As the fallout from the coronavirus (COVID-19) continues to escalate throughout the United States, racism and xenophobia directed toward Asian Americans and Pacific Islanders (AAPIs) are coming from many sources including an unexpected one: the White House.
On March 17th, CBS News White House Correspondent Weijia Jiang reported on Twitter that an unnamed White House official referred to the coronavirus as the “Kung Flu” in front of her. Jiang, a Chinese American, questioned if the official could be using more harmful language in private settings. While the incident shocked many and drew criticism from other journalists and members of the public, it wasn’t the first time White House officials have used racially insensitive language in reference to the virus. President Trump has repeatedly used the descriptor “Chinese virus” on twitter and in public statements to describe the illness, drawing swift rebukes from many leaders. According to NBC News, New York Mayor Bill de Blasio, leaders of the Centers for Disease Control (CDC), and others have condemned the remarks for fear that they could further endanger and ostracize AAPIs.
On March 18th, Senator John Cornyn (R-TX) piled onto the xenophobic language in an interview, blaming China for the transmission of the virus and further engaging in racist tropes about Chinese culture to illustrate his point.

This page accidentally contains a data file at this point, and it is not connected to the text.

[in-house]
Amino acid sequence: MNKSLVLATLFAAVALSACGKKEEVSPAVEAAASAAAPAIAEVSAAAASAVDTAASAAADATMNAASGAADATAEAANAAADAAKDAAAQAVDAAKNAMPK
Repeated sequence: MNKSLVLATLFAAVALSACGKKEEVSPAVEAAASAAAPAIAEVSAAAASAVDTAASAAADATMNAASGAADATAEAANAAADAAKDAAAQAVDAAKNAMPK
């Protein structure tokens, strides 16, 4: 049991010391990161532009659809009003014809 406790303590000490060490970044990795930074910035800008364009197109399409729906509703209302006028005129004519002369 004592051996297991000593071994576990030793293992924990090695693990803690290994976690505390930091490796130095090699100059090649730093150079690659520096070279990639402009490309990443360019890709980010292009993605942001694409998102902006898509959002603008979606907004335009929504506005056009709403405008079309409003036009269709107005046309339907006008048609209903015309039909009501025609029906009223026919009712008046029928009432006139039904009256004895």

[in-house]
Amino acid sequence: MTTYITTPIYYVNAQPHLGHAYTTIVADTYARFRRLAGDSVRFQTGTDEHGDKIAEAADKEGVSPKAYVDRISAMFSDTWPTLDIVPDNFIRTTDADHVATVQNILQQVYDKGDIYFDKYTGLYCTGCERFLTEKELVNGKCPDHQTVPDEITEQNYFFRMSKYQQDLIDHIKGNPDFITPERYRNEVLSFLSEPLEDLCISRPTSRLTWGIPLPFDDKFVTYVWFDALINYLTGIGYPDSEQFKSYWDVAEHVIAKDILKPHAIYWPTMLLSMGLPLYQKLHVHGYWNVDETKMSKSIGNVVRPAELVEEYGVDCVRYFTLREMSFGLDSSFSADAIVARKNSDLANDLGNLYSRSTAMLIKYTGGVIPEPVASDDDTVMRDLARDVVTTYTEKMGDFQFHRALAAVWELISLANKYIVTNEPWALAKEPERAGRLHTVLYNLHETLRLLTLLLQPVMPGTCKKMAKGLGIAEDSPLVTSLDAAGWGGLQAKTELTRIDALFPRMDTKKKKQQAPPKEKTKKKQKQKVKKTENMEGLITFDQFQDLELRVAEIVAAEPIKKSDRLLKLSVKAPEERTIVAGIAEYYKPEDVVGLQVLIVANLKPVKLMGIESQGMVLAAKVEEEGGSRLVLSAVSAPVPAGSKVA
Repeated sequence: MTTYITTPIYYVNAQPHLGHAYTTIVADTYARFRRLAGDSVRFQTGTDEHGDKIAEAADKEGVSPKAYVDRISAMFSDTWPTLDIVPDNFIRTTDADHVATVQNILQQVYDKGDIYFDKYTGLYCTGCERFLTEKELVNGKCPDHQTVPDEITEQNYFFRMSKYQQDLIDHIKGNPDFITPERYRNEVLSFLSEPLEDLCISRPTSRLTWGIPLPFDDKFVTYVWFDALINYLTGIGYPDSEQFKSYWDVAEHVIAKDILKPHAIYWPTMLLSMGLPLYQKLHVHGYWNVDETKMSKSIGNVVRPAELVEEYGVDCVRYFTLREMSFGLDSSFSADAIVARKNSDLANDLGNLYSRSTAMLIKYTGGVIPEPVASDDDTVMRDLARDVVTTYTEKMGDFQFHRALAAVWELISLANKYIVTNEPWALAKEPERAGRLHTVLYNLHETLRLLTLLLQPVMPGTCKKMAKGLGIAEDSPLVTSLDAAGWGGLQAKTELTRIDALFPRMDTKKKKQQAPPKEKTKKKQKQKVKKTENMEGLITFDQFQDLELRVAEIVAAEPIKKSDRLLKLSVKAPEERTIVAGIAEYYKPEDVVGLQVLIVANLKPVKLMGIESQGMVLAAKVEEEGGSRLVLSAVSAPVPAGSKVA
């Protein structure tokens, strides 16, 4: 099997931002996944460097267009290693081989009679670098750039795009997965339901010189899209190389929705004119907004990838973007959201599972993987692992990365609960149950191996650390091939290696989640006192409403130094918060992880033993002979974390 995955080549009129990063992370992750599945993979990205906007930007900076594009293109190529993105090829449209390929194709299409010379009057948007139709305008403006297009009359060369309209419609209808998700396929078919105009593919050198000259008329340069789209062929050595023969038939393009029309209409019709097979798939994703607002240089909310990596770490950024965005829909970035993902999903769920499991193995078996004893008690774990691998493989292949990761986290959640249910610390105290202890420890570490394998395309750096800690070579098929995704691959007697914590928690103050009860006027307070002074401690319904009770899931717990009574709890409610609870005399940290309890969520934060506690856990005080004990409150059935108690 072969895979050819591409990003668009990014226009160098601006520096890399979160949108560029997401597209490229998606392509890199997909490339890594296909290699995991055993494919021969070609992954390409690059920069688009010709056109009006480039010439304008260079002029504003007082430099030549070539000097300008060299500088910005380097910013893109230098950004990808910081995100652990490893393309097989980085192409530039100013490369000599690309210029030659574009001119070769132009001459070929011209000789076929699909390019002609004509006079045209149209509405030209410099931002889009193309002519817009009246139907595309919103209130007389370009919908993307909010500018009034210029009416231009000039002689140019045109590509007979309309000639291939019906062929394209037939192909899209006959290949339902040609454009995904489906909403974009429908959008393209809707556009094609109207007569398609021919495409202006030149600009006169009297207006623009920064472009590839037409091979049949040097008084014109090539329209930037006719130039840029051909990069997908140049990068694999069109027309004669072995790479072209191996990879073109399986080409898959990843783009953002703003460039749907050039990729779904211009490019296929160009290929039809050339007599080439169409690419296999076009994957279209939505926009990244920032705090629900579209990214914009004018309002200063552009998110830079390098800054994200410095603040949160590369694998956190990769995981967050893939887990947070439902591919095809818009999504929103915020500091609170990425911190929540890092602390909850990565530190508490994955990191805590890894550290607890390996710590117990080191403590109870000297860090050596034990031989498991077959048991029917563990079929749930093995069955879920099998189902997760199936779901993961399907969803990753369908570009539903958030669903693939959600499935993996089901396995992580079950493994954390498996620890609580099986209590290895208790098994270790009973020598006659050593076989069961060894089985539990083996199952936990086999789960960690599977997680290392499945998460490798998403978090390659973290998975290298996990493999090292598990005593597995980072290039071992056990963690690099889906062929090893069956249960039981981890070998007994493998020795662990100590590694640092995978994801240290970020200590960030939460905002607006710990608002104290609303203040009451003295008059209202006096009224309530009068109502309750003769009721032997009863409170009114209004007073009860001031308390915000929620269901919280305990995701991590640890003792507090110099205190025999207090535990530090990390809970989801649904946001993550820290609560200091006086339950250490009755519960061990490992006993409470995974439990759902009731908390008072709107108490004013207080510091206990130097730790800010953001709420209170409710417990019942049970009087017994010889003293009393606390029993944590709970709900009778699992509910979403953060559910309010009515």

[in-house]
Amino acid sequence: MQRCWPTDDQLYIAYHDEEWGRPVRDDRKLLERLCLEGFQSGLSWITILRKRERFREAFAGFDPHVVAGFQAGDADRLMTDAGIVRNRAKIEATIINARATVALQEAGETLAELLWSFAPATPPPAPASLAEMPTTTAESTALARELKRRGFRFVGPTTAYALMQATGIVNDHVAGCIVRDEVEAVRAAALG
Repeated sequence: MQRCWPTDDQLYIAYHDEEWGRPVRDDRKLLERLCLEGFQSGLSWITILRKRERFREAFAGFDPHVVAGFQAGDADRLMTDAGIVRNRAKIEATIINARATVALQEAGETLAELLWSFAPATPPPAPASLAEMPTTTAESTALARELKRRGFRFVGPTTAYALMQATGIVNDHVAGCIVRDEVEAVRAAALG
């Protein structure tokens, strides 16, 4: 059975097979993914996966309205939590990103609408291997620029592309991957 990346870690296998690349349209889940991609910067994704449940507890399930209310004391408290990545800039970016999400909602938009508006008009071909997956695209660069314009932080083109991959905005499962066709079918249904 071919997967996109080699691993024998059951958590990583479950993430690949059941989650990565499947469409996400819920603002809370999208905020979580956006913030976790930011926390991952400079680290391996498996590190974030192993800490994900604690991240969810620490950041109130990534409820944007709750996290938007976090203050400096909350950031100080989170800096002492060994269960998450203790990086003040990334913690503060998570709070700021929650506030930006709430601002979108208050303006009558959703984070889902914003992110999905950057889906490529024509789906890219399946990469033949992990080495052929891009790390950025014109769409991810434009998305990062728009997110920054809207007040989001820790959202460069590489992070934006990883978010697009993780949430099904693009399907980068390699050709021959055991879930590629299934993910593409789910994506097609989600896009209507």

Those fears were compounded by nationwide reports in the news and firsthand accounts on Twitter of Asian Americans and Pacific Islanders being targeted and harassed amid the coronavirus disarray. These racist and xenophobic incidents demonstrate a larger issue across the country. PRRI’s 2018 American Values Survey found that 44% of Americans felt that Asians faced a lot of discrimination in the United States. This includes 41% of white Americans, 46% of black Americans, and 43% of Hispanic Americans. Despite a small sample size, Asian Americans and Pacific Islanders are significantly more likely to say they face a lot of discrimination in the country (87%).
Young AAPIs also reported experiencing racial targeting. A 2018 MTV/PRRI report on 15 to 24-year-olds’ perceptions of discrimination found that Asians and Pacific Islanders (35%) are more likely than white young people (4%) to have experienced racially motivated discrimination in the last 12 months. The survey also found that a majority of AAPI young people (55%) say race relations are a critical issue to them personally, while only 37% of white young people agree.
Sample size for Asian Americans and Pacific Islanders is 75. Differences are statistically significant despite the smaller sample.”